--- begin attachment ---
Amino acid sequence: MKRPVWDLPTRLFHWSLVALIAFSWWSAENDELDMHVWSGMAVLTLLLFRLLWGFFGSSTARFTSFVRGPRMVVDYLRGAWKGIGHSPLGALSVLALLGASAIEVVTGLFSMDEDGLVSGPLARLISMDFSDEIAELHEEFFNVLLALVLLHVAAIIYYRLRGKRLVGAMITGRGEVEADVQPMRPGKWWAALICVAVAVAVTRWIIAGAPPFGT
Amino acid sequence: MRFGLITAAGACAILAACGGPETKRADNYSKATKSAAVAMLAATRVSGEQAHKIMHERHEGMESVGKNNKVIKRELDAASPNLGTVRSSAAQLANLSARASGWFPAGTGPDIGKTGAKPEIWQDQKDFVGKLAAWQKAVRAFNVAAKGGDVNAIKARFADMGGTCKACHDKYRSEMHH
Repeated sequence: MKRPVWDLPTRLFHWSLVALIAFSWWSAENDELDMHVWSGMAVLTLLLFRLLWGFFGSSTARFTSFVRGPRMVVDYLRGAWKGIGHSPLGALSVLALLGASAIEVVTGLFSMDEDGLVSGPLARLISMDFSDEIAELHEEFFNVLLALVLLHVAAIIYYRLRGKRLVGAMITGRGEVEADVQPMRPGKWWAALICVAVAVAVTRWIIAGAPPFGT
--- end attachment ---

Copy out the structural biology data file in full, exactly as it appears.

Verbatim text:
Amino acid sequence: MKRPVWDLPTRLFHWSLVALIAFSWWSAENDELDMHVWSGMAVLTLLLFRLLWGFFGSSTARFTSFVRGPRMVVDYLRGAWKGIGHSPLGALSVLALLGASAIEVVTGLFSMDEDGLVSGPLARLISMDFSDEIAELHEEFFNVLLALVLLHVAAIIYYRLRGKRLVGAMITGRGEVEADVQPMRPGKWWAALICVAVAVAVTRWIIAGAPPFGT
Amino acid sequence: MRFGLITAAGACAILAACGGPETKRADNYSKATKSAAVAMLAATRVSGEQAHKIMHERHEGMESVGKNNKVIKRELDAASPNLGTVRSSAAQLANLSARASGWFPAGTGPDIGKTGAKPEIWQDQKDFVGKLAAWQKAVRAFNVAAKGGDVNAIKARFADMGGTCKACHDKYRSEMHH
Repeated sequence: MKRPVWDLPTRLFHWSLVALIAFSWWSAENDELDMHVWSGMAVLTLLLFRLLWGFFGSSTARFTSFVRGPRMVVDYLRGAWKGIGHSPLGALSVLALLGASAIEVVTGLFSMDEDGLVSGPLARLISMDFSDEIAELHEEFFNVLLALVLLHVAAIIYYRLRGKRLVGAMITGRGEVEADVQPMRPGKWWAALICVAVAVAVTRWIIAGAPPFGT